Although you undoubtedly want to sell your house for the highest price possible, it’s important to be realistic when considering two important factors: the condition of the property and your desire to sell quickly. You can (and should) look at the recent selling prices of similarly-sized homes in your neighborhood for comparison. But, you’ll need to consider the estimated cost of repairs the new owners will need to put into the house and factor that into the sales price.

Here are a few ways to get at the right amount:

A pre-listing inspection

Ordering a pre-listing inspection can be a very helpful part of this process, as it will provide a rundown of any and all repairs in the house. Keep in mind, however, that the inspection report will only account for issues that impact the integrity of the home, such as its roof, heating system, and electrical work. It won’t account for needed renovations such as an outdated kitchen or bathroom.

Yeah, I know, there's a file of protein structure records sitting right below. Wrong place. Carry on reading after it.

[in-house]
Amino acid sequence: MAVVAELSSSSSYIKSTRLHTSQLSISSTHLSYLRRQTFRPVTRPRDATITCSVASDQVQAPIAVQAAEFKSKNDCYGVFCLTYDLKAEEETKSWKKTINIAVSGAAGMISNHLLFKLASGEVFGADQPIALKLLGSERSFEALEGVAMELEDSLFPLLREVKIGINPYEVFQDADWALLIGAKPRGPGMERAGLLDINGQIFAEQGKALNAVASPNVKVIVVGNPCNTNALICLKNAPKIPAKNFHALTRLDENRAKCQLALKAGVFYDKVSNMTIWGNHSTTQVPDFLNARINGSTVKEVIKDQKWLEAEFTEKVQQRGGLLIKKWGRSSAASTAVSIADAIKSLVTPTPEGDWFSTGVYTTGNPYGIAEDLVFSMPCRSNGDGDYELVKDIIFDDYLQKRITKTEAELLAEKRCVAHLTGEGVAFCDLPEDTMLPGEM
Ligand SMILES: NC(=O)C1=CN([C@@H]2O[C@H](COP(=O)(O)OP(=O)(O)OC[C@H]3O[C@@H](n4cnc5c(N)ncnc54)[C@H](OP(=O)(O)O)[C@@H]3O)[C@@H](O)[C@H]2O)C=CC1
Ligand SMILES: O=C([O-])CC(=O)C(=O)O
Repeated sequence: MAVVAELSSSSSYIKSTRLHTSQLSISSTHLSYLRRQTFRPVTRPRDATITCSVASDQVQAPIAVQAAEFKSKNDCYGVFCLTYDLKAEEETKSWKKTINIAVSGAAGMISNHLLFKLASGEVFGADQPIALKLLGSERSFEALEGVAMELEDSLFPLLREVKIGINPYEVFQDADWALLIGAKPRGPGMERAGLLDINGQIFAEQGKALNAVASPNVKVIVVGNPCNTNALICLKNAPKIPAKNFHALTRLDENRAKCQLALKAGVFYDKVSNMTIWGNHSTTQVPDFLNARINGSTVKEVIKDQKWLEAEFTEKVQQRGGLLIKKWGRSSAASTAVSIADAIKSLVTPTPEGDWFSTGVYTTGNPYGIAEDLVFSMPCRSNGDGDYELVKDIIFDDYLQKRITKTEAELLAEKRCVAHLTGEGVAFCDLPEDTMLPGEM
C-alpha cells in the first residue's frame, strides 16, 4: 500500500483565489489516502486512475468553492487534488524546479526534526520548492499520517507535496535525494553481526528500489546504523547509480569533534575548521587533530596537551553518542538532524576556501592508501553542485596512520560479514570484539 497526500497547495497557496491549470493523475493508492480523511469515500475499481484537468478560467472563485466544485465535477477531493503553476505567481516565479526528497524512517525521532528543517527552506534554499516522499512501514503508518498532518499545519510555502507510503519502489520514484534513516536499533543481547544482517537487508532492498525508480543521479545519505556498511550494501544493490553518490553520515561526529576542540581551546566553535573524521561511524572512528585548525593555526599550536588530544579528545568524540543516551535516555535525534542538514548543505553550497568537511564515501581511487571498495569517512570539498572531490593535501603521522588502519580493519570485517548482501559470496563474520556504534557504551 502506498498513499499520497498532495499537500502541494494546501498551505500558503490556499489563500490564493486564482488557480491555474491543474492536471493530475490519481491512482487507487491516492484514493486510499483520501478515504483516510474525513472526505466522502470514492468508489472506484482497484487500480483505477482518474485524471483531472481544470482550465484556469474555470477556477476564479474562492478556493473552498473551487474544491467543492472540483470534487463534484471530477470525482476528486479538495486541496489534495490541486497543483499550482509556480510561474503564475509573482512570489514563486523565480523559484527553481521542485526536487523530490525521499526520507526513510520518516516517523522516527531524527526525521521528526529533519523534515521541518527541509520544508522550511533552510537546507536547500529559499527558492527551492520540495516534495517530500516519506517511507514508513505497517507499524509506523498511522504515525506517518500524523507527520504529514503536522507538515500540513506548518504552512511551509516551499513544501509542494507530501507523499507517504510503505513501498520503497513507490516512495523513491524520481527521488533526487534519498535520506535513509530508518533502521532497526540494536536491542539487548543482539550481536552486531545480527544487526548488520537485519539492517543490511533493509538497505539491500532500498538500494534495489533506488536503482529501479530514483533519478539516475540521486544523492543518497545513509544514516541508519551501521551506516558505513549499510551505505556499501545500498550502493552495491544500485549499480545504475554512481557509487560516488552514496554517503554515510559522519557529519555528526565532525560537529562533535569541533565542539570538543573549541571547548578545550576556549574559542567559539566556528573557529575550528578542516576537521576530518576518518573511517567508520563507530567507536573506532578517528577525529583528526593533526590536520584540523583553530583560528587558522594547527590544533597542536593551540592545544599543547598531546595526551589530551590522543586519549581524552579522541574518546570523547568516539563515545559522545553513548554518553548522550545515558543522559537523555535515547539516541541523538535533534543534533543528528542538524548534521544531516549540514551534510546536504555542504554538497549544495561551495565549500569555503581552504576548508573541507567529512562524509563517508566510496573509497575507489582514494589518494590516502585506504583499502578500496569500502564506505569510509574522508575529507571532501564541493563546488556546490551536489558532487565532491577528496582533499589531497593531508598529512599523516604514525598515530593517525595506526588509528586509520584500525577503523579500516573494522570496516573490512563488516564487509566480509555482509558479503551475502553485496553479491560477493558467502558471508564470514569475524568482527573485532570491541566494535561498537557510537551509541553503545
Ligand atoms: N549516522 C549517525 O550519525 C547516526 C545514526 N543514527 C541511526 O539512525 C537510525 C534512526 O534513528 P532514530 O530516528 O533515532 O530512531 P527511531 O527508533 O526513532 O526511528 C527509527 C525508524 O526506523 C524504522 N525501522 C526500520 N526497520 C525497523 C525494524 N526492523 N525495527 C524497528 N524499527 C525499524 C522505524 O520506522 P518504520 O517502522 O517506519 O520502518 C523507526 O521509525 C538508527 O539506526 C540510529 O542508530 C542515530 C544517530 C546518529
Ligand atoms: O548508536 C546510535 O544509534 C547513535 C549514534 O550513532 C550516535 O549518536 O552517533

“Looking at comps to price a fixer-upper can be beneficial to help you figure out what price you should be under,” Kolodgie explains. “In faster-paced markets, starting with the comps and reducing the price by 110%-120% of the repair cost will typically lead to eager home buyers.”

Determine the home’s after-repair value

If you’re planning on selling to an investor, something you’ll want to consider is the home’s after-repair value (ARV), which is what the property would fetch on the open market after any necessary repairs and updates have been made. Most flippers prefer to keep their total investment at 70% of the ARV or less, which will ensure that they still earn a healthy profit after deducting any commissions, closing costs, and capital gains taxes.

According to Nick Ron, founder and CEO of House Buyers of America, you should use this formula to calculate the maximum offer price after determining the home’s ARV:

65-85% of the ARV – the repair costs = maximum offer price

For example, if your fixer-upper’s ARV is $305,000 and it needs around $50,000 in repairs, the minimum price would be $148,250 and the maximum price would be $209,250. Pinpointing these numbers early on will help minimize negotiation delays and ultimately get you to closing faster.